A three-year randomized controlled trial in 160 patients with documented coronary heart disease (CHD) and low serum high density lipoprotein (HDL) concentrations found that a combination of simvastatin (Zocor) and niacin increased HDL2 levels, inhibited the progression of coronary artery stenosis, and decreased the frequency of cardiovascular events, including myocardial infarction and stroke (156). Surprisingly, when an antioxidant combination of 1,000 mg of vitamin C, 536 mg of RRR-α-tocopherol (vitamin E), 100 µg of selenium, and 25 mg of β-carotene daily was taken with the simvastatin-niacin combination, the protective effects were diminished. Since the antioxidants were taken together in this trial, the individual contribution of β-carotene cannot be determined. In contrast, a much larger randomized controlled trial of simvastatin and an antioxidant combination of 297 mg of RRR-α-tocopherol, 250 mg of vitamin C, and 20 mg of β-carotene daily in more than 20,000 men and women with CHD or diabetes mellitus found that the antioxidant combination did not diminish the cardioprotective effects of simvastatin therapy over a five-year period (157). These contradictory findings indicate that further research is needed on potential interactions between antioxidant supplements and cholesterol-lowering agents, such as niacin and statins.

Interactions with food

Fat substitute Olestra

In a controlled feeding study, consumption of 18 g/day of the fat substitute Olestra (sucrose polyester; Olean) resulted in a 27% decrease in serum carotenoid concentrations after three weeks (158). Studies in people before and after the introduction of Olestra-containing snacks to the marketplace found that total serum carotenoid concentrations decreased by 15% in those who reported consuming at least 2 g/day of Olestra (159). One study in adults found that those who consumed more than 4.4 g of Olestra weekly experienced a 9.7% decline in total serum carotenoids compared to those not consuming Olestra (160).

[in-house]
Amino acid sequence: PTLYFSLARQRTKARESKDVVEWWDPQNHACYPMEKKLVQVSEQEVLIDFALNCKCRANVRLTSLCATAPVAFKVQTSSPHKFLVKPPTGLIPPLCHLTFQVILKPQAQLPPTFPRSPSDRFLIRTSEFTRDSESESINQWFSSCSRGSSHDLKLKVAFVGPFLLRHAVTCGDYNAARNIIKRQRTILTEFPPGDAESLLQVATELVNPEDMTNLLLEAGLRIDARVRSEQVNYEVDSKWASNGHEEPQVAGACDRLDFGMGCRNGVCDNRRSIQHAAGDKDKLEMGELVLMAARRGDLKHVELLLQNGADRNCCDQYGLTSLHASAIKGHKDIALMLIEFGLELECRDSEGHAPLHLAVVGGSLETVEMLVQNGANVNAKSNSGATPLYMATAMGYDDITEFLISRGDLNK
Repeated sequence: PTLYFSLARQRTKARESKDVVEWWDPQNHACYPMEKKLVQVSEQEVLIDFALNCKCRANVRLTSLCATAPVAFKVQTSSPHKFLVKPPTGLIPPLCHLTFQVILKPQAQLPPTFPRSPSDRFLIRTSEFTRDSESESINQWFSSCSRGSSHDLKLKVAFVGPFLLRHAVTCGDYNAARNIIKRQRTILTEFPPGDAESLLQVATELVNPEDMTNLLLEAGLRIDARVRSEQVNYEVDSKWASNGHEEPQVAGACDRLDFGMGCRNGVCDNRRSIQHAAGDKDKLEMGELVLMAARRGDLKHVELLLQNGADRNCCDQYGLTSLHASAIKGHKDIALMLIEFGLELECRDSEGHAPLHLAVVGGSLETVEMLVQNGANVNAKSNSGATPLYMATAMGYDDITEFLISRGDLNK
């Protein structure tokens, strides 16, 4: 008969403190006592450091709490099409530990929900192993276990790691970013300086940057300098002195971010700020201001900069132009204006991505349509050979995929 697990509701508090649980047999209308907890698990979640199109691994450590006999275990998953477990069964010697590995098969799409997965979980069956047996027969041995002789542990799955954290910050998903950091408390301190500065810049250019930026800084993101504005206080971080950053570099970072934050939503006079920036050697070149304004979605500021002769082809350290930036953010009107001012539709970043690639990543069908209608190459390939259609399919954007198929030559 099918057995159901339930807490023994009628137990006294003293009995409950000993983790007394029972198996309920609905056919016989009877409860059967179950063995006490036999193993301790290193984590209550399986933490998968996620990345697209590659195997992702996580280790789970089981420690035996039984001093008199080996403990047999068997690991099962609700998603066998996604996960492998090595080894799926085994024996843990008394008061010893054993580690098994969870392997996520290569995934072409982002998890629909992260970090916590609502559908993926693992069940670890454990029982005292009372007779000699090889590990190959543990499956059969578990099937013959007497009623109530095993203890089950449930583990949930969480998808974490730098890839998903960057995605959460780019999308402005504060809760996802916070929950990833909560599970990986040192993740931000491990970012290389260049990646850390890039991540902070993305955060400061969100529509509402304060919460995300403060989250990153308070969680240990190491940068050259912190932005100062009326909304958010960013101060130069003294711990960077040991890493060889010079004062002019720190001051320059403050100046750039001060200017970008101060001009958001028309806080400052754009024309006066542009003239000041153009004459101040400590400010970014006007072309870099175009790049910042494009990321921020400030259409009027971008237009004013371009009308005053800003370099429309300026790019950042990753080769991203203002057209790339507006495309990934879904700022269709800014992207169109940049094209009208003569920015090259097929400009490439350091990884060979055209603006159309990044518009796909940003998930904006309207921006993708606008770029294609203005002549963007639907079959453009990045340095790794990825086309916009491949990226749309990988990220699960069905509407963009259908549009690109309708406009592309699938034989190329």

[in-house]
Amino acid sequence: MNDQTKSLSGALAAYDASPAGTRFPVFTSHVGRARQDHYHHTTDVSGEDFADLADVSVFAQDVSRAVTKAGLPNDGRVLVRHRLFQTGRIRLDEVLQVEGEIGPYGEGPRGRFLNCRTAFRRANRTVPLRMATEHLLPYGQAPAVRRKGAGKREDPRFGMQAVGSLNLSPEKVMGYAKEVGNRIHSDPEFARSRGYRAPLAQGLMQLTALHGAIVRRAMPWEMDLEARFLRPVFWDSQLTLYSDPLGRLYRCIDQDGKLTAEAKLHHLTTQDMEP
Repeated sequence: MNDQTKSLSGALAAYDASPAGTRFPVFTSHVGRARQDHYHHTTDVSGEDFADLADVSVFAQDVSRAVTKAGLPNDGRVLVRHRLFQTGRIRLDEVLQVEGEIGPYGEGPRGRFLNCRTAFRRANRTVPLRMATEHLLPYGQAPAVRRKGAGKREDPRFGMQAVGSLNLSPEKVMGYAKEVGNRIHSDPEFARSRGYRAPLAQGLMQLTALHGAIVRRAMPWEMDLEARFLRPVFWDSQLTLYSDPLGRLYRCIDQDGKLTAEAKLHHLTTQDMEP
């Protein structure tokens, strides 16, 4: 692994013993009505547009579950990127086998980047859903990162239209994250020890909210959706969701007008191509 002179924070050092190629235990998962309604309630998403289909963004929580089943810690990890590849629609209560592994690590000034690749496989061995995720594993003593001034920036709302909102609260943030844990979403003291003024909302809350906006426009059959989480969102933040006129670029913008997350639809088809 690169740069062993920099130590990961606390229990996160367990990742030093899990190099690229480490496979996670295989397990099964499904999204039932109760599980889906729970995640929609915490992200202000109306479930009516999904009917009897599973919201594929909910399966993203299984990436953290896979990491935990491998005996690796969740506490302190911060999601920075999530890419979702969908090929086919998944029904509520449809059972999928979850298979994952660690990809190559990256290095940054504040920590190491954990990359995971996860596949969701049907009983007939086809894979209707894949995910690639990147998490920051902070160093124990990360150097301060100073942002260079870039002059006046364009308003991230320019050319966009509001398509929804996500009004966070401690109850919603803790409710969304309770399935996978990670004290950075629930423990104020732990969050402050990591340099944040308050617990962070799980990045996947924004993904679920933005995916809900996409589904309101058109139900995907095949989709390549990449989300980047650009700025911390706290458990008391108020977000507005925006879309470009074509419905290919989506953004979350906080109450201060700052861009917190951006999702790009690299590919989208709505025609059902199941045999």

Plant sterol- or stanol-containing foods

Some studies found that the regular use of plant sterol-containing spreads resulted in modest, 10%-20% decreases in the plasma concentrations of some carotenoids, particularly α-carotene, β-carotene, and lycopene (see the article on Phytosterols) (161, 162). However, advising people who use plant sterol- or stanol-containing margarines to consume an extra serving of carotenoid-rich fruit or vegetables daily prevented decreases in plasma carotenoid concentrations (163, 164).


The relationships between alcohol consumption and carotenoid metabolism are not well understood. There is some evidence that regular alcohol consumption inhibits the conversion of β-carotene to retinol (165). Increases in lung cancer risk associated with high-dose β-carotene supplementation in two randomized controlled trials were enhanced in those with higher alcohol intakes (38, 166).

Interactions among carotenoids

The results of metabolic studies suggested that high doses of β-carotene competed with lutein and lycopene for absorption when consumed at the same time (167-169). However, the consumption of high-dose β-carotene supplements did not adversely affect serum carotenoid concentrations in long-term clinical trials (170-173).

Authors and Reviewers

Originally written in 2004 by:
Jane Higdon, Ph.D.
Linus Pauling Institute

Updated in December 2005 by:
Jane Higdon, Ph.D.
Linus Pauling Institute
Oregon State University

Updated in May 2009 by:
Victoria J. Drake, Ph.D.
Linus Pauling Institute
Oregon State University

Updated in July 2016 by:
Barbara Delage, Ph.D.
Linus Pauling Institute
Oregon State University

Reviewed in August 2016 by:
Elizabeth J. Johnson, Ph.D., Research Scientist
Antioxidants Research Laboratory
Jean Mayer USDA Human Nutrition Research Center on Aging
Assistant Professor, Friedman School of Nutrition Science
Tufts University

Copyright 2004-2018  Linus Pauling Institute